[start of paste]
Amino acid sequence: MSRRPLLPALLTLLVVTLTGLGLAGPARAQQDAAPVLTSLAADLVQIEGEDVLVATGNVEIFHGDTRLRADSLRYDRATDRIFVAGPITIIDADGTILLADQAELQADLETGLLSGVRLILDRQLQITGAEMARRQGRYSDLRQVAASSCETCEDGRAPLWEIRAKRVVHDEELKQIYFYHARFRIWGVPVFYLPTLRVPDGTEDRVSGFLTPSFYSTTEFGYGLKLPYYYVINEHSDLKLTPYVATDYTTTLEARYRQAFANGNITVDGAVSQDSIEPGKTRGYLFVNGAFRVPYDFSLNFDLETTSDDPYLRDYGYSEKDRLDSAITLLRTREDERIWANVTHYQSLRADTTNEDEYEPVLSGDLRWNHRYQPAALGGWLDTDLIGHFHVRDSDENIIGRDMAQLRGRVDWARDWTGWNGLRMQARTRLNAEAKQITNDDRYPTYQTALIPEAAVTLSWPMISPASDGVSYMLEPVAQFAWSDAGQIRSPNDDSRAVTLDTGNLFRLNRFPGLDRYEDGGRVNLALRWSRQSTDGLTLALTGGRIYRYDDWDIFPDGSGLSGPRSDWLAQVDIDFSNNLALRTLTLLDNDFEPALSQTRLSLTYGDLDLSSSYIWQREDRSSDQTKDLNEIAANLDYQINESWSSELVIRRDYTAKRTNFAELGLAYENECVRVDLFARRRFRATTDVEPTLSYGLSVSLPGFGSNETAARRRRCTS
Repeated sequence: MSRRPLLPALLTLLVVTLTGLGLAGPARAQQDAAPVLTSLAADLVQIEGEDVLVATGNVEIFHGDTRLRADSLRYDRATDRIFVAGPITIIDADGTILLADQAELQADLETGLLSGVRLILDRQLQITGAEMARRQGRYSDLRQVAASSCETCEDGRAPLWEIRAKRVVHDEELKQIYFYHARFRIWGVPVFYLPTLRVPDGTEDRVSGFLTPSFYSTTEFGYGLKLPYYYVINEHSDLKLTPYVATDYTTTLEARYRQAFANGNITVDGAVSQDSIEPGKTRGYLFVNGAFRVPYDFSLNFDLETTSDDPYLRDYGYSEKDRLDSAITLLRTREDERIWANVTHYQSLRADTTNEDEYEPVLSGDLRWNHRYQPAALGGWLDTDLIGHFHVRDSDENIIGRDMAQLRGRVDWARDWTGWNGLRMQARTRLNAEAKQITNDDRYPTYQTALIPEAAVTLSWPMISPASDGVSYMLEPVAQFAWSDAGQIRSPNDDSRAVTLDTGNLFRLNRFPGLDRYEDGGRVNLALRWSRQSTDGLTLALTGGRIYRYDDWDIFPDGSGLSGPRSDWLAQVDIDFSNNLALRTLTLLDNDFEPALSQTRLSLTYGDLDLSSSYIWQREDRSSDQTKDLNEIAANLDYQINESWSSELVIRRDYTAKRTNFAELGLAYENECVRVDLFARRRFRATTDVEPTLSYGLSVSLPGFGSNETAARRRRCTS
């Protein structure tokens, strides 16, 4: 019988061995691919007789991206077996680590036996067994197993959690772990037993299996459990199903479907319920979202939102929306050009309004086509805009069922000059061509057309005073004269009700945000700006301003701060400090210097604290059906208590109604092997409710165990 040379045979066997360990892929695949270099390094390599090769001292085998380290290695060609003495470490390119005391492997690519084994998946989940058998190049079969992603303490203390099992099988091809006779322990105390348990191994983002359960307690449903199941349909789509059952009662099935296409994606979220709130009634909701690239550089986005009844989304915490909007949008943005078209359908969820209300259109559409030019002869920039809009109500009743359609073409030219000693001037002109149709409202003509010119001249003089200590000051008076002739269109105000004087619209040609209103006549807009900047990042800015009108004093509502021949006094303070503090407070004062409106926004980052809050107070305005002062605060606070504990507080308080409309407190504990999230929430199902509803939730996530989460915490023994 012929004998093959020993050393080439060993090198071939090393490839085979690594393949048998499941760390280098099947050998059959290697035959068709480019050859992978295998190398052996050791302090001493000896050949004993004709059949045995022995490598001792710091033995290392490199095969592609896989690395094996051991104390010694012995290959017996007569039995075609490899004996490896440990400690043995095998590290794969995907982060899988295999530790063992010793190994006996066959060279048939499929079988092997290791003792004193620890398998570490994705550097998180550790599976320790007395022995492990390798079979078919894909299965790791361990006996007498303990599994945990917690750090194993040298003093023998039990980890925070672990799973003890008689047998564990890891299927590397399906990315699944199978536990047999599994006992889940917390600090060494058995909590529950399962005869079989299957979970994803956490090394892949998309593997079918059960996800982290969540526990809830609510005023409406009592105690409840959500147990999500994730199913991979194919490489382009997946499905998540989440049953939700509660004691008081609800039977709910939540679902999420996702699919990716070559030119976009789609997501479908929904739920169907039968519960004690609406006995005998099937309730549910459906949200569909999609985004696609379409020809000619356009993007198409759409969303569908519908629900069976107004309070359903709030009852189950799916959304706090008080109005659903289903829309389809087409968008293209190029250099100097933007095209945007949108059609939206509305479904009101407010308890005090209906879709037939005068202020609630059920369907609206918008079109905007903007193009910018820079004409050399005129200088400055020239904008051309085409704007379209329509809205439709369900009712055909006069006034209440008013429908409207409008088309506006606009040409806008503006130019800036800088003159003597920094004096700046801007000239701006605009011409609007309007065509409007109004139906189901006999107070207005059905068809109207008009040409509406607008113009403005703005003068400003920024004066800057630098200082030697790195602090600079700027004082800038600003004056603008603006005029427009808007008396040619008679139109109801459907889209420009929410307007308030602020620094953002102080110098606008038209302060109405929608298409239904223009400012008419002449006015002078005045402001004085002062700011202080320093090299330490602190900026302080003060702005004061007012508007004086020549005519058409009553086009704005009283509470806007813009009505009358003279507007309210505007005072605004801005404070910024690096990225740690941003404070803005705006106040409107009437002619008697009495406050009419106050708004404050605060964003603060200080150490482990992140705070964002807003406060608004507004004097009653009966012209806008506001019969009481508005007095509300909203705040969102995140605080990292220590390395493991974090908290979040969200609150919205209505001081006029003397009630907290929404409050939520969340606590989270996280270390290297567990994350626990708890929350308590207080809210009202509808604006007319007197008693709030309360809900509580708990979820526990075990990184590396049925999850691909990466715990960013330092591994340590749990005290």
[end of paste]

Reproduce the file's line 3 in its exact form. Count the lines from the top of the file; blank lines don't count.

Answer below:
């Protein structure tokens, strides 16, 4: 019988061995691919007789991206077996680590036996067994197993959690772990037993299996459990199903479907319920979202939102929306050009309004086509805009069922000059061509057309005073004269009700945000700006301003701060400090210097604290059906208590109604092997409710165990 040379045979066997360990892929695949270099390094390599090769001292085998380290290695060609003495470490390119005391492997690519084994998946989940058998190049079969992603303490203390099992099988091809006779322990105390348990191994983002359960307690449903199941349909789509059952009662099935296409994606979220709130009634909701690239550089986005009844989304915490909007949008943005078209359908969820209300259109559409030019002869920039809009109500009743359609073409030219000693001037002109149709409202003509010119001249003089200590000051008076002739269109105000004087619209040609209103006549807009900047990042800015009108004093509502021949006094303070503090407070004062409106926004980052809050107070305005002062605060606070504990507080308080409309407190504990999230929430199902509803939730996530989460915490023994 012929004998093959020993050393080439060993090198071939090393490839085979690594393949048998499941760390280098099947050998059959290697035959068709480019050859992978295998190398052996050791302090001493000896050949004993004709059949045995022995490598001792710091033995290392490199095969592609896989690395094996051991104390010694012995290959017996007569039995075609490899004996490896440990400690043995095998590290794969995907982060899988295999530790063992010793190994006996066959060279048939499929079988092997290791003792004193620890398998570490994705550097998180550790599976320790007395022995492990390798079979078919894909299965790791361990006996007498303990599994945990917690750090194993040298003093023998039990980890925070672990799973003890008689047998564990890891299927590397399906990315699944199978536990047999599994006992889940917390600090060494058995909590529950399962005869079989299957979970994803956490090394892949998309593997079918059960996800982290969540526990809830609510005023409406009592105690409840959500147990999500994730199913991979194919490489382009997946499905998540989440049953939700509660004691008081609800039977709910939540679902999420996702699919990716070559030119976009789609997501479908929904739920169907039968519960004690609406006995005998099937309730549910459906949200569909999609985004696609379409020809000619356009993007198409759409969303569908519908629900069976107004309070359903709030009852189950799916959304706090008080109005659903289903829309389809087409968008293209190029250099100097933007095209945007949108059609939206509305479904009101407010308890005090209906879709037939005068202020609630059920369907609206918008079109905007903007193009910018820079004409050399005129200088400055020239904008051309085409704007379209329509809205439709369900009712055909006069006034209440008013429908409207409008088309506006606009040409806008503006130019800036800088003159003597920094004096700046801007000239701006605009011409609007309007065509409007109004139906189901006999107070207005059905068809109207008009040409509406607008113009403005703005003068400003920024004066800057630098200082030697790195602090600079700027004082800038600003004056603008603006005029427009808007008396040619008679139109109801459907889209420009929410307007308030602020620094953002102080110098606008038209302060109405929608298409239904223009400012008419002449006015002078005045402001004085002062700011202080320093090299330490602190900026302080003060702005004061007012508007004086020549005519058409009553086009704005009283509470806007813009009505009358003279507007309210505007005072605004801005404070910024690096990225740690941003404070803005705006106040409107009437002619008697009495406050009419106050708004404050605060964003603060200080150490482990992140705070964002807003406060608004507004004097009653009966012209806008506001019969009481508005007095509300909203705040969102995140605080990292220590390395493991974090908290979040969200609150919205209505001081006029003397009630907290929404409050939520969340606590989270996280270390290297567990994350626990708890929350308590207080809210009202509808604006007319007197008693709030309360809900509580708990979820526990075990990184590396049925999850691909990466715990960013330092591994340590749990005290």